On the official website, you can find a document explaining the symbolism of the monument. The central idea is that languages from three continents (Europe, Asia and Africa) influenced the development of Afrikaans:

Walking up the steps to the main path that leads to the monument, you pass four pillars on the left, decreasing in size and proportionately representing the four European languages (Dutch, German, French and Portuguese). Here is a shot of these four pillars from the other side:

The pillars representing the European languages

The pillars representing the European languages

More or less in the middle of the steps up ahead, there is another pillar, which represents the two Asian languages (Malay and Malay-Portuguese). You can’t see it, but in the middle of the path are inlaid the Afrikaans words “Dit is ons erns” (roughly translated as “We are earnest/serious about this”).

The imposing spires and curves of the Taal Monument

The imposing spires and curves of the Taal Monument

If you continue walking up the steps, you enter into a curving tunnel, that leads towards the tallest spire, and its shorter companion. The tunnel can also be seen as a bridge, referring to the words of NP van Wyk Louw, who said that Afrikaans acts as a bridge between the languages of Europe and Africa.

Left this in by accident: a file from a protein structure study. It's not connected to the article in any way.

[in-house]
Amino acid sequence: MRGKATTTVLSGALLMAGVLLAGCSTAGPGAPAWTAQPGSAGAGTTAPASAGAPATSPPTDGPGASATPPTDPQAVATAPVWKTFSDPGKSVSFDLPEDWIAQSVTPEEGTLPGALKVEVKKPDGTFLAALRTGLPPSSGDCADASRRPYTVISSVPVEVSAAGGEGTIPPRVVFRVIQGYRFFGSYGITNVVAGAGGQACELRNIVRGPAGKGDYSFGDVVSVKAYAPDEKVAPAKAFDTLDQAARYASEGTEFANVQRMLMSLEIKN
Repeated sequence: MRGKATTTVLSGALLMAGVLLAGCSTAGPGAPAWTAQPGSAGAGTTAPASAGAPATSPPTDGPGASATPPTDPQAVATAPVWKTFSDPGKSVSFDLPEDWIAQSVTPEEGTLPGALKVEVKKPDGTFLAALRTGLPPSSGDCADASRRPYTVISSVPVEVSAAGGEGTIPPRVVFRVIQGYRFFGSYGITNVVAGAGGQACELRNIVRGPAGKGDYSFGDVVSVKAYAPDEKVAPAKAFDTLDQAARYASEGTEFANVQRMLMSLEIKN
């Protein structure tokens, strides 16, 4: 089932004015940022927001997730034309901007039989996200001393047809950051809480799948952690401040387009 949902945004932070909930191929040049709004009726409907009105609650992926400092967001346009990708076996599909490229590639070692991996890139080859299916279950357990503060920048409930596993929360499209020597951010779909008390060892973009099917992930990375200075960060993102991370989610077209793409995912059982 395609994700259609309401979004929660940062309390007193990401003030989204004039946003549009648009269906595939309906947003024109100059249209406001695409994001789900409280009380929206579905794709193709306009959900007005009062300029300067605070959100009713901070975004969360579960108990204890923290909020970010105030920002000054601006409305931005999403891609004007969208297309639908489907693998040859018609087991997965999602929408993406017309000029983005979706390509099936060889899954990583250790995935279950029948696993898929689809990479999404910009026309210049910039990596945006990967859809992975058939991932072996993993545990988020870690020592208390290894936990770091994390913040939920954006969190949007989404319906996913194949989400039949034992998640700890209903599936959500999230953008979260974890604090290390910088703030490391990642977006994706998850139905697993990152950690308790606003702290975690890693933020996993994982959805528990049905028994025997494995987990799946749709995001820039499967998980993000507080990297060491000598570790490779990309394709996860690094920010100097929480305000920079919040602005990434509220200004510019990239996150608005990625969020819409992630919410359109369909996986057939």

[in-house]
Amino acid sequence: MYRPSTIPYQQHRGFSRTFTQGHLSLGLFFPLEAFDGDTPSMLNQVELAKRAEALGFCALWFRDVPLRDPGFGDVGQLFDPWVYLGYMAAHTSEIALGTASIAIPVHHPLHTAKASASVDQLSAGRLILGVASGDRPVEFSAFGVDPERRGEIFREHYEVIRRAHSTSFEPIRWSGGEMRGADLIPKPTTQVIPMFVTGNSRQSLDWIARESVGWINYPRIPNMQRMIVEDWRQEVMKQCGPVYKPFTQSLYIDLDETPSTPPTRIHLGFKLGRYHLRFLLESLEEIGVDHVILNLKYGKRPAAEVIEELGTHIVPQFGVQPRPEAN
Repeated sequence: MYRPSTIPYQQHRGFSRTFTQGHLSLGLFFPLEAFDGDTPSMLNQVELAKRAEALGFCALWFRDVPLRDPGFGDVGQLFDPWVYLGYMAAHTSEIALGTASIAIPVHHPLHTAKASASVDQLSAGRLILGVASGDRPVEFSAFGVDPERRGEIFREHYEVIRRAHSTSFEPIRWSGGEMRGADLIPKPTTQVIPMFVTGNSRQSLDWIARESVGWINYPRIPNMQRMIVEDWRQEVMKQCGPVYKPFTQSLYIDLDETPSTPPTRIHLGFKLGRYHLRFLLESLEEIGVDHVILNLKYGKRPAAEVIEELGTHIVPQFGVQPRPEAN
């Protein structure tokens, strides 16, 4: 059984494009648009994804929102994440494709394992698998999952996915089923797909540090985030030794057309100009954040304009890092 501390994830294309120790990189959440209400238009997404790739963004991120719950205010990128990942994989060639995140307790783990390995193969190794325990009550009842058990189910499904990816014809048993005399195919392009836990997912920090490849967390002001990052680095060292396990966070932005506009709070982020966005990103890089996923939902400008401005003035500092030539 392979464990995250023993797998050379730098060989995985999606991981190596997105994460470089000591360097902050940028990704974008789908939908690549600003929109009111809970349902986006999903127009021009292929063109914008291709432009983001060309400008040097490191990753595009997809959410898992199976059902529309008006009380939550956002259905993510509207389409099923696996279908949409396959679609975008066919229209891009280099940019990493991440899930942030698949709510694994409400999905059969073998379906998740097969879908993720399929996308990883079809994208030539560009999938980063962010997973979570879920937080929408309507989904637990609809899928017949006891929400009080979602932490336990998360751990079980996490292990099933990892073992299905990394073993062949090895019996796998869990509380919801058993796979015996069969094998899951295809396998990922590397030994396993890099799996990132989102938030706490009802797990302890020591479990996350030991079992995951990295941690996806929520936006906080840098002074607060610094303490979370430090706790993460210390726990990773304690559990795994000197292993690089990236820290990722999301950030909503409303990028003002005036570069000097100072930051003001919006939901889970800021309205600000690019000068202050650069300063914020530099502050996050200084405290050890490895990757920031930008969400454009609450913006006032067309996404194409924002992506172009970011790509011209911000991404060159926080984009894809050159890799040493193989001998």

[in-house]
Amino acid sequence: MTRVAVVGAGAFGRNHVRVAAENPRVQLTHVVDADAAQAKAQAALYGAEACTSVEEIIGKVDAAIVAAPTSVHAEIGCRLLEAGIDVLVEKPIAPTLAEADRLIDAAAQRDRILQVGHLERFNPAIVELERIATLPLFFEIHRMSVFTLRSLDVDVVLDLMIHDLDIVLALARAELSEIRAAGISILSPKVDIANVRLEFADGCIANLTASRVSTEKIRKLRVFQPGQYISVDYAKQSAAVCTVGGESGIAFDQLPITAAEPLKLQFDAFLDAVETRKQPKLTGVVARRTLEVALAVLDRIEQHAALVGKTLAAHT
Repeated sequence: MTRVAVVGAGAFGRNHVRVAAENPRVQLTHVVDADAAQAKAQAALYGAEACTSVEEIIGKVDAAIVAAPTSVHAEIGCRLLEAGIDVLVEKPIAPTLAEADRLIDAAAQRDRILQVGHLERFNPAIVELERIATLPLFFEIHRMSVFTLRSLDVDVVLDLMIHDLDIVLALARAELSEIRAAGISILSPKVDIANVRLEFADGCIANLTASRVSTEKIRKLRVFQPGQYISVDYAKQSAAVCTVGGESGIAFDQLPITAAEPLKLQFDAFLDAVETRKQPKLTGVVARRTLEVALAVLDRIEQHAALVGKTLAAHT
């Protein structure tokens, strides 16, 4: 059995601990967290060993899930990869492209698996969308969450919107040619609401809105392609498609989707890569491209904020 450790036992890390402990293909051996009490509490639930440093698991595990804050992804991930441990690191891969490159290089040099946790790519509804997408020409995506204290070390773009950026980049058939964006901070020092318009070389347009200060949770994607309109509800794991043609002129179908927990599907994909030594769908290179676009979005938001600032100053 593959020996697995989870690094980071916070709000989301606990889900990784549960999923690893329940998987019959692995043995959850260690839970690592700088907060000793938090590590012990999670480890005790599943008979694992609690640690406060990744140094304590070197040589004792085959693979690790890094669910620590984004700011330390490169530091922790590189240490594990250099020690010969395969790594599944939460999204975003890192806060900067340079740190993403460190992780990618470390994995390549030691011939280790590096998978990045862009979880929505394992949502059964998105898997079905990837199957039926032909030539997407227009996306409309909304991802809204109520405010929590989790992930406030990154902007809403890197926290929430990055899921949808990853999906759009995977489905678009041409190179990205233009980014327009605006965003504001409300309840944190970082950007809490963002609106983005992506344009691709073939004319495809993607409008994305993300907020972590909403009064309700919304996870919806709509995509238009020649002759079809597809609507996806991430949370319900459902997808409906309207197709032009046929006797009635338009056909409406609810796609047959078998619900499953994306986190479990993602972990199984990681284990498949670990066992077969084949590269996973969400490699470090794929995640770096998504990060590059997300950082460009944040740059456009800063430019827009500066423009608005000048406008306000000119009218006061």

I like this shot of a little boy running up the sloping bridge between the group of four shorter pillars and the very tall one:

A little boy running up the slope

A little boy running up the slope

Just after sunset, I got this very odd shot of the tallest spire, which represents the rapidly ascending growth curve of Afrikaans. I honestly don’t know what happened in this shot, but I like it! 🙂

A strange effect

A strange effect

As you walk up the gentle slope inside the tunnel, you’ll notice that the large spire is hollowed out, so you can look all the way up to the top. There is a stone pool at the base of this spire that also embraces the base of its adjacent shorter companion. This represents the Republic of South Africa, as the birthplace and home of Afrikaans.

As you emerge from the tunnel into the light, you find yourself on a large curved open space, with a couple of steps at the far end, topped by three hemispheres. These symbolise the Khoi languages (isiXhosa, isiZulu and isiSotho), which also influenced Afrikaans.

The three hemispheres

The three hemispheres

As there was now very little light – and as I had forgotten to take along my tripod! – I went back down to finish eating my picnic and to join my friends in waiting for the moon to rise.

Suddenly, there it was! Be-eau-ti-ful!

The full moon rises above the eastern mountains

The full moon rises above the eastern mountains

What a wonderful evening this had been, and what a treat to share it with good friends!

The moon over the valley

The moon over the valley


Information from the website: